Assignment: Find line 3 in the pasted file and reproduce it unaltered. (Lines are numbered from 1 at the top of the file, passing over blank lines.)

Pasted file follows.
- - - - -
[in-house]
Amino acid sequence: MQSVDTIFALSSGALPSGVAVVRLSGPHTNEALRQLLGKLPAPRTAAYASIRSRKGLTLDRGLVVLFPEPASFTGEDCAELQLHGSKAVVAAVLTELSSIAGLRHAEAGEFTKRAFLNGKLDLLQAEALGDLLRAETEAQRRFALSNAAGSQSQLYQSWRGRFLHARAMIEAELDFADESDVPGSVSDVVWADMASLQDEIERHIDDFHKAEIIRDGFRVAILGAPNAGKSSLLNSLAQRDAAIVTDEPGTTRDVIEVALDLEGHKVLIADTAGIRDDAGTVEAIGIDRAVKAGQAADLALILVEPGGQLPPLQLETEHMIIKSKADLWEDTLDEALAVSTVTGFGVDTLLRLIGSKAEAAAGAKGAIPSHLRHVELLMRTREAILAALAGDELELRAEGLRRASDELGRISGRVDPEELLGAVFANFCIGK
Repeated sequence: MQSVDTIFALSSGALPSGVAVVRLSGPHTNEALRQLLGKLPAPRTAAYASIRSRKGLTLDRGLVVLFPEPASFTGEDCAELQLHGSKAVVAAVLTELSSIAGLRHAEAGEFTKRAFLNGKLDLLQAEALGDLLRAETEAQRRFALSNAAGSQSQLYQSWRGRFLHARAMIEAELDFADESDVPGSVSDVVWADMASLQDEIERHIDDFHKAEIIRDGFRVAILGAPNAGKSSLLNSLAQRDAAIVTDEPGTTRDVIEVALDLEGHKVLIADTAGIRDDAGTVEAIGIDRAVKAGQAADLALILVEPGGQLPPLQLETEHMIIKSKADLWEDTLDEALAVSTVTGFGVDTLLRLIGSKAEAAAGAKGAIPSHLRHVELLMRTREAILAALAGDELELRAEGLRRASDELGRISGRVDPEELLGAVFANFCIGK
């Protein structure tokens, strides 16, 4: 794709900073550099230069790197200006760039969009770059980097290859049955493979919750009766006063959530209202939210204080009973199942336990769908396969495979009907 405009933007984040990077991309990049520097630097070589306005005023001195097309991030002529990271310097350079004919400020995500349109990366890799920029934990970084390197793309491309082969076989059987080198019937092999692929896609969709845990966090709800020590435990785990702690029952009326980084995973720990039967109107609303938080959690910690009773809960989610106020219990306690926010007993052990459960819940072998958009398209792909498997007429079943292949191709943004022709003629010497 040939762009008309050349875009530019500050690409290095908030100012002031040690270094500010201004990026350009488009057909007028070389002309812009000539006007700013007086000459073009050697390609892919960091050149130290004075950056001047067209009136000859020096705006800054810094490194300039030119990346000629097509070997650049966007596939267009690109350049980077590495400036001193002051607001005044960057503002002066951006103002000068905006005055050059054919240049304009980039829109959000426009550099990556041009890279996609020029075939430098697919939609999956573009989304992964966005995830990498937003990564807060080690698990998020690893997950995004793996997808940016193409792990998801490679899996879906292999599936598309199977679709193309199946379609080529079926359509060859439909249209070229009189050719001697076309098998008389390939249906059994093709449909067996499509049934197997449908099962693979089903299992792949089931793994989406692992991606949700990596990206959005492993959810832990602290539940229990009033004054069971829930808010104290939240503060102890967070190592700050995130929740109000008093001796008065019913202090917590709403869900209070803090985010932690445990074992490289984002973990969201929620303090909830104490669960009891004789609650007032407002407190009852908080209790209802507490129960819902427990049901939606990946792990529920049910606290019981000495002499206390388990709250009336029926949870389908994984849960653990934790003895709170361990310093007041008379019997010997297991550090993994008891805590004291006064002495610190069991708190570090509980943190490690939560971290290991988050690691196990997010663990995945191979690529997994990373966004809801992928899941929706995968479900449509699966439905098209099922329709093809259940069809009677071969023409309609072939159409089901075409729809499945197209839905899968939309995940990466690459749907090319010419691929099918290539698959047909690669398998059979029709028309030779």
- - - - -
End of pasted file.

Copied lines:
Repeated sequence: MQSVDTIFALSSGALPSGVAVVRLSGPHTNEALRQLLGKLPAPRTAAYASIRSRKGLTLDRGLVVLFPEPASFTGEDCAELQLHGSKAVVAAVLTELSSIAGLRHAEAGEFTKRAFLNGKLDLLQAEALGDLLRAETEAQRRFALSNAAGSQSQLYQSWRGRFLHARAMIEAELDFADESDVPGSVSDVVWADMASLQDEIERHIDDFHKAEIIRDGFRVAILGAPNAGKSSLLNSLAQRDAAIVTDEPGTTRDVIEVALDLEGHKVLIADTAGIRDDAGTVEAIGIDRAVKAGQAADLALILVEPGGQLPPLQLETEHMIIKSKADLWEDTLDEALAVSTVTGFGVDTLLRLIGSKAEAAAGAKGAIPSHLRHVELLMRTREAILAALAGDELELRAEGLRRASDELGRISGRVDPEELLGAVFANFCIGK